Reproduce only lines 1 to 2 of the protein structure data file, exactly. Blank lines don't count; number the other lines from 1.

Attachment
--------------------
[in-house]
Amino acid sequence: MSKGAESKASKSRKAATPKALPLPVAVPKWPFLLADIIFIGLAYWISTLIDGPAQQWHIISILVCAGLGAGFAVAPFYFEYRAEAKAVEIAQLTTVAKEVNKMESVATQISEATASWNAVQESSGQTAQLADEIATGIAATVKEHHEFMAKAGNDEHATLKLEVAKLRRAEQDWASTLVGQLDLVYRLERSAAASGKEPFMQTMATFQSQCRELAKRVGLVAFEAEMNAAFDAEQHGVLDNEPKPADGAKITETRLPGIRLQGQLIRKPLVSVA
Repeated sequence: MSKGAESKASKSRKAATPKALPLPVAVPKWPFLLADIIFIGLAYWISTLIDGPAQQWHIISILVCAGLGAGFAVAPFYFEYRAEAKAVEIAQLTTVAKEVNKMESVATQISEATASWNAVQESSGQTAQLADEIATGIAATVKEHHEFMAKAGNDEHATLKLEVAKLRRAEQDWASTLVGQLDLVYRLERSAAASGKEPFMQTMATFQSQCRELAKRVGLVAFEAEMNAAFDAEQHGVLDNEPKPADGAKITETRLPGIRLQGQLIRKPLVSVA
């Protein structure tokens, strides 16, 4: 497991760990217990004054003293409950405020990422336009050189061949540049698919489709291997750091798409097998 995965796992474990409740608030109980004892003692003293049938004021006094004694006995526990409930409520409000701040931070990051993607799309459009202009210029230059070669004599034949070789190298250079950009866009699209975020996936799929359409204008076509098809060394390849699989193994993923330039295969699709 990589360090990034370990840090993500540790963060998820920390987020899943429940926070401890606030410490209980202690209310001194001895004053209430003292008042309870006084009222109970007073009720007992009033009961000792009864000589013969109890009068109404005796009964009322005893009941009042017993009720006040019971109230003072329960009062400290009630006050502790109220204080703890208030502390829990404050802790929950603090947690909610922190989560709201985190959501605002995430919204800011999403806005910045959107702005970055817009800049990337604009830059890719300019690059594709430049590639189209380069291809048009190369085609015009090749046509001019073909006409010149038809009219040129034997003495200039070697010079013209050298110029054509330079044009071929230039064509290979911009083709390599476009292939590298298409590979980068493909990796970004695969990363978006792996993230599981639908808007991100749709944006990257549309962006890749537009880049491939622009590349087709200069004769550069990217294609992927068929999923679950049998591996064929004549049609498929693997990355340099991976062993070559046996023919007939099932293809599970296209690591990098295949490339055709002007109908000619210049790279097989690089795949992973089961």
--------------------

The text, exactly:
[in-house]
Amino acid sequence: MSKGAESKASKSRKAATPKALPLPVAVPKWPFLLADIIFIGLAYWISTLIDGPAQQWHIISILVCAGLGAGFAVAPFYFEYRAEAKAVEIAQLTTVAKEVNKMESVATQISEATASWNAVQESSGQTAQLADEIATGIAATVKEHHEFMAKAGNDEHATLKLEVAKLRRAEQDWASTLVGQLDLVYRLERSAAASGKEPFMQTMATFQSQCRELAKRVGLVAFEAEMNAAFDAEQHGVLDNEPKPADGAKITETRLPGIRLQGQLIRKPLVSVA